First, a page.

Colleges must improve racial diversity in faculty
Diversity is an important part of any college campus, which is why it is always part of a conversation as a university grows over the years. “Diversity” can mean many things: it can signify the distribution of the majors that students choose to engage in, or the balance of genders at a school. Diversity today, however, is commonly used to talk about the racial makeup of a college’s student population.
At a school like Carnegie Mellon, where there is a large white and Asian student population (around 30 percent for each), and a substantial international population (around 20 percent), it comes as no surprise that the school’s student body is lacking in black and Hispanic individuals, who make up 4.5 and 8.3 percent, respectively. These small percentages are common across most major private universities.
Carnegie Mellon has made many strides in the past few years to tackle this issue, such as the Center for Student Diversity and Inclusion, which seeks to connect underrepresented and first generation students. But as stated on the university’s page for Diversity and Inclusion, “we can do better.”
Professor Nico Slate, a Professor of History and the director of Graduate Studies at Carnegie Mellon who has explored in his research civil rights movements in the U.S. and internationally, affirms this and believes that much more can be done to make Carnegie Mellon more diverse and inclusive at all levels “from our undergraduate student body to our graduate students and faculty.”
“I would also stress that our diversity efforts should, in my opinion, have a special focus on underrepresented populations and students from low-income backgrounds or [those] who are the first in their families to attend college,” Slate continued.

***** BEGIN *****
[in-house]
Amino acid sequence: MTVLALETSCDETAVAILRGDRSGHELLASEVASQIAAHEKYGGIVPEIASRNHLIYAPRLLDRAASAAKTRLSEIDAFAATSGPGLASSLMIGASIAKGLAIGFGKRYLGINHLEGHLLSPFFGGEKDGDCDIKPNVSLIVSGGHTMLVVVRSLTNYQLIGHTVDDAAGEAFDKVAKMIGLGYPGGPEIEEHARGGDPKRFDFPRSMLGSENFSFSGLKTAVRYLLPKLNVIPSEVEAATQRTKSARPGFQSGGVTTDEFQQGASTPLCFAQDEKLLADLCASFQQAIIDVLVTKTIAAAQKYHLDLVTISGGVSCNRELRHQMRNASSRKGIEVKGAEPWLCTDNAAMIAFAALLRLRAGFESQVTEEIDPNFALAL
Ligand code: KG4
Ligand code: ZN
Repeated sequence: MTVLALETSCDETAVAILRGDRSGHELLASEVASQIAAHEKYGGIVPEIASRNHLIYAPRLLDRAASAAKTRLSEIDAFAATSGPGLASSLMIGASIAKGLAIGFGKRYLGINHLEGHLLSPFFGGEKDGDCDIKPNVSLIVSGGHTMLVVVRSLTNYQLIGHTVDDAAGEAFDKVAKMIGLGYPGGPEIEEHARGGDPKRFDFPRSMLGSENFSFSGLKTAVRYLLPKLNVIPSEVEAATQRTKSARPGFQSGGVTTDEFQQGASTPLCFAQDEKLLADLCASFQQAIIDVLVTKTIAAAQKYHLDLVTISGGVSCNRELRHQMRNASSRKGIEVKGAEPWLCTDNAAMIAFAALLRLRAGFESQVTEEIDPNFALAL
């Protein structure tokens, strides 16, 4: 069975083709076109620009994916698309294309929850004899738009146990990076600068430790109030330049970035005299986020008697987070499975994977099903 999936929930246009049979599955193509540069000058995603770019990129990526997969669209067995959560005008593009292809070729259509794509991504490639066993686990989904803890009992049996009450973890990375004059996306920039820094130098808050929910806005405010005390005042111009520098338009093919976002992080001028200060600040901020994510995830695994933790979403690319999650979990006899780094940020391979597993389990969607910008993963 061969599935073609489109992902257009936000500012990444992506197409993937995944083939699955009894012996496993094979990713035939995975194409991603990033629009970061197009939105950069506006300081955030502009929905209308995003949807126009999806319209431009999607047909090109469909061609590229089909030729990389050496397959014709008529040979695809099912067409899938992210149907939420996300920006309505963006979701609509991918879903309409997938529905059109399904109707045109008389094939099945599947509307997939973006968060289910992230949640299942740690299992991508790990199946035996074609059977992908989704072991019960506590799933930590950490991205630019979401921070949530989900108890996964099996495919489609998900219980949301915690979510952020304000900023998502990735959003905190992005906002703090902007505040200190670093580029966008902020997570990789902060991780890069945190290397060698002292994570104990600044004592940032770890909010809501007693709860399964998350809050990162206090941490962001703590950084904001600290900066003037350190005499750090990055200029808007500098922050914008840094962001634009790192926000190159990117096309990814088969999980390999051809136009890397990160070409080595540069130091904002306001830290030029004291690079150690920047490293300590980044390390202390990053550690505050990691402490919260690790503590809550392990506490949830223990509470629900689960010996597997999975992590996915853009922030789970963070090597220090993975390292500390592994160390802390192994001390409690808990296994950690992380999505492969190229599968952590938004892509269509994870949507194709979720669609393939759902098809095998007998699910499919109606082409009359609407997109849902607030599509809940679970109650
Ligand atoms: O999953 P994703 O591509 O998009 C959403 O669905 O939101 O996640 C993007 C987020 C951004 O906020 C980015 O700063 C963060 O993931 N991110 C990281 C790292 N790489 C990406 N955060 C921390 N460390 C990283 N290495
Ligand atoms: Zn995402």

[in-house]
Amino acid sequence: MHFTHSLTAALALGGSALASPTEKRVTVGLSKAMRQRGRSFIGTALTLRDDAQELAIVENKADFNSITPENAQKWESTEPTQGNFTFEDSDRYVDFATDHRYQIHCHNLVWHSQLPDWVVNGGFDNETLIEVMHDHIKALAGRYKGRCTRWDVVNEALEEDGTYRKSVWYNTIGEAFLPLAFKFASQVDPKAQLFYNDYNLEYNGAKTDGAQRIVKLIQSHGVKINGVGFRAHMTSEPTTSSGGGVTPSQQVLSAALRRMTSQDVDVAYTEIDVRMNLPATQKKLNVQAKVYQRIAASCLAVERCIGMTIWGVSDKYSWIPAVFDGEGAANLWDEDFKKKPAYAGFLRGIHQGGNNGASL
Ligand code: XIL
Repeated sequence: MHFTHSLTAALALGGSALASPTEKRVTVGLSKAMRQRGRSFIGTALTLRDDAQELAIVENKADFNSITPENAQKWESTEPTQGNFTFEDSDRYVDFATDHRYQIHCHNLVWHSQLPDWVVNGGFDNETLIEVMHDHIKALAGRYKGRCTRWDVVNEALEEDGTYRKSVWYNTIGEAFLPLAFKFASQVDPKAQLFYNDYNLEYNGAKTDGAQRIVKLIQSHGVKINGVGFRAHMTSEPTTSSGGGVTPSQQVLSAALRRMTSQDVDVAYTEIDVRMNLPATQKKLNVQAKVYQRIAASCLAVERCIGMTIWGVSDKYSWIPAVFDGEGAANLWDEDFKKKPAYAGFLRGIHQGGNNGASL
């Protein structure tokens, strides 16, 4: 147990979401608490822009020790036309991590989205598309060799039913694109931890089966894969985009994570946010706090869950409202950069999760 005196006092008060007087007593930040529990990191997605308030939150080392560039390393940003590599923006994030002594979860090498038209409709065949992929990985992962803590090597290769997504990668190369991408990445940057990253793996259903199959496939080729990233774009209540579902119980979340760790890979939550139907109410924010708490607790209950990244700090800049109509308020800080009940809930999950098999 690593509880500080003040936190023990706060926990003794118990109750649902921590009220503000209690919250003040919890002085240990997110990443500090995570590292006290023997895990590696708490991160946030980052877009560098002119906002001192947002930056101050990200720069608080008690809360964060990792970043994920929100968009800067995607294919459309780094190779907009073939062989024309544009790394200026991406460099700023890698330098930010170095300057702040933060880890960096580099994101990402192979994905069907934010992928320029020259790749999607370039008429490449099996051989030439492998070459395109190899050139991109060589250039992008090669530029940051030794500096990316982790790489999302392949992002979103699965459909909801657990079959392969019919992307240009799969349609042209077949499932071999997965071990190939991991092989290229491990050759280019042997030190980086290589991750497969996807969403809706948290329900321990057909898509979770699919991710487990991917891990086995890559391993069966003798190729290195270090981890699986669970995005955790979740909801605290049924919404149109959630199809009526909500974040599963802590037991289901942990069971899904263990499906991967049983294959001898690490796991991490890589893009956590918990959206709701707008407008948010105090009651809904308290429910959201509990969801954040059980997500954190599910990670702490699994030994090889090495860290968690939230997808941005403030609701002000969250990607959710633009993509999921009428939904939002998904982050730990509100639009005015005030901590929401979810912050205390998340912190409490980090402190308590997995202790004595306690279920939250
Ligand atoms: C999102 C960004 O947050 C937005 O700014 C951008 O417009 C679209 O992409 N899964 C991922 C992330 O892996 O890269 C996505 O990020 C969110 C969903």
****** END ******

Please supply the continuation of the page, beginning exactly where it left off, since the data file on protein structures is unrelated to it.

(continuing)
While the racial diversity of the student body is important, it is crucial to look at the many educational benefits that can be attained by also having a diverse faculty. According to a 2017 headcount report released by the university, the percentage of professors who self-identified as minorities across each college are 2.5 for the Entertainment and Technology Center, 2.69 for the College of Engineering, 5 for the School of Computer Science, 5 for the Tepper School of Business, 6 for the College of Fine Arts, 6.9 for Heinz College, 7 for the Dietrich College of Humanities and Social Sciences, and 7 for the Mellon College of Science. Dietrich and Tepper had the largest percentage of female faculty and staff members, both over 50 percent.
With such a small number of minority professors, it’s no surprise that the visibility of such professors is often easy to miss. Many of us here at The Tartan took a moment to think about our own experiences taking courses with professors who were mainly black or Hispanic. After wracking our brains for over a minute, many of us were only able to identify one experience we had with a professor that is of a racial minority. Some, who have been at this college for over three years, could not identify having interacted with any.